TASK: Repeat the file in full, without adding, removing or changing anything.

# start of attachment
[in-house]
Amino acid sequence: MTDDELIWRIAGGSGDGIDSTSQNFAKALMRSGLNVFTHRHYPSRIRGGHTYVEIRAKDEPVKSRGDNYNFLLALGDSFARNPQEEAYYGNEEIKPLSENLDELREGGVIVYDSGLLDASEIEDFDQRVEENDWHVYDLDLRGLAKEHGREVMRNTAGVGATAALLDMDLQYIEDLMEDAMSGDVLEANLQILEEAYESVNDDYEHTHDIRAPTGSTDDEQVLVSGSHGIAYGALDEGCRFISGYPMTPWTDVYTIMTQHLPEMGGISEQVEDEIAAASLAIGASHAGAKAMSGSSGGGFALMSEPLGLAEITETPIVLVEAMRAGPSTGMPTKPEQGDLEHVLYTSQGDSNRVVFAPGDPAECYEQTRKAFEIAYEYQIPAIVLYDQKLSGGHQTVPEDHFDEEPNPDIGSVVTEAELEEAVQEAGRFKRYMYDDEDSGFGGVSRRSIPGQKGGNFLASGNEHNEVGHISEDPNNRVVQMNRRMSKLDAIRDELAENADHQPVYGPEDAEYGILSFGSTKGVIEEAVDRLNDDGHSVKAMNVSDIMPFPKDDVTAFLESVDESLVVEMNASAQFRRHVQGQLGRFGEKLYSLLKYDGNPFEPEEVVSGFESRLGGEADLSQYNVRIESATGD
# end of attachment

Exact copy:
[in-house]
Amino acid sequence: MTDDELIWRIAGGSGDGIDSTSQNFAKALMRSGLNVFTHRHYPSRIRGGHTYVEIRAKDEPVKSRGDNYNFLLALGDSFARNPQEEAYYGNEEIKPLSENLDELREGGVIVYDSGLLDASEIEDFDQRVEENDWHVYDLDLRGLAKEHGREVMRNTAGVGATAALLDMDLQYIEDLMEDAMSGDVLEANLQILEEAYESVNDDYEHTHDIRAPTGSTDDEQVLVSGSHGIAYGALDEGCRFISGYPMTPWTDVYTIMTQHLPEMGGISEQVEDEIAAASLAIGASHAGAKAMSGSSGGGFALMSEPLGLAEITETPIVLVEAMRAGPSTGMPTKPEQGDLEHVLYTSQGDSNRVVFAPGDPAECYEQTRKAFEIAYEYQIPAIVLYDQKLSGGHQTVPEDHFDEEPNPDIGSVVTEAELEEAVQEAGRFKRYMYDDEDSGFGGVSRRSIPGQKGGNFLASGNEHNEVGHISEDPNNRVVQMNRRMSKLDAIRDELAENADHQPVYGPEDAEYGILSFGSTKGVIEEAVDRLNDDGHSVKAMNVSDIMPFPKDDVTAFLESVDESLVVEMNASAQFRRHVQGQLGRFGEKLYSLLKYDGNPFEPEEVVSGFESRLGGEADLSQYNVRIESATGD